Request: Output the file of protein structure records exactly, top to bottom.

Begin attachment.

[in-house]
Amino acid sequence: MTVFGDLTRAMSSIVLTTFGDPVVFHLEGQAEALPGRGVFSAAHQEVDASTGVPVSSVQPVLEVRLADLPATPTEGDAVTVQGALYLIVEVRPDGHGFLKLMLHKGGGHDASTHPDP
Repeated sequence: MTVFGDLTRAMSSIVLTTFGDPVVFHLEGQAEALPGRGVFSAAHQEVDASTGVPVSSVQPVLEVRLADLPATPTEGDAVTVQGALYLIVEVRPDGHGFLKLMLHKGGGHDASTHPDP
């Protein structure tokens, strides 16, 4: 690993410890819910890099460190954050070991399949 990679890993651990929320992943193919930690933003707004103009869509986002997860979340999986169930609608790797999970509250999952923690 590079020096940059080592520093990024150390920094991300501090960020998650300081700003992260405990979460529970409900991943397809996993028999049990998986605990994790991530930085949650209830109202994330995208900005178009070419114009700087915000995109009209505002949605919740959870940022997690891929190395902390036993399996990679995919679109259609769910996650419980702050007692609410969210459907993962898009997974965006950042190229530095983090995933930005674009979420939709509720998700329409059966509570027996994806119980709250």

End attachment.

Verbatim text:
[in-house]
Amino acid sequence: MTVFGDLTRAMSSIVLTTFGDPVVFHLEGQAEALPGRGVFSAAHQEVDASTGVPVSSVQPVLEVRLADLPATPTEGDAVTVQGALYLIVEVRPDGHGFLKLMLHKGGGHDASTHPDP
Repeated sequence: MTVFGDLTRAMSSIVLTTFGDPVVFHLEGQAEALPGRGVFSAAHQEVDASTGVPVSSVQPVLEVRLADLPATPTEGDAVTVQGALYLIVEVRPDGHGFLKLMLHKGGGHDASTHPDP
């Protein structure tokens, strides 16, 4: 690993410890819910890099460190954050070991399949 990679890993651990929320992943193919930690933003707004103009869509986002997860979340999986169930609608790797999970509250999952923690 590079020096940059080592520093990024150390920094991300501090960020998650300081700003992260405990979460529970409900991943397809996993028999049990998986605990994790991530930085949650209830109202994330995208900005178009070419114009700087915000995109009209505002949605919740959870940022997690891929190395902390036993399996990679995919679109259609769910996650419980702050007692609410969210459907993962898009997974965006950042190229530095983090995933930005674009979420939709509720998700329409059966509570027996994806119980709250």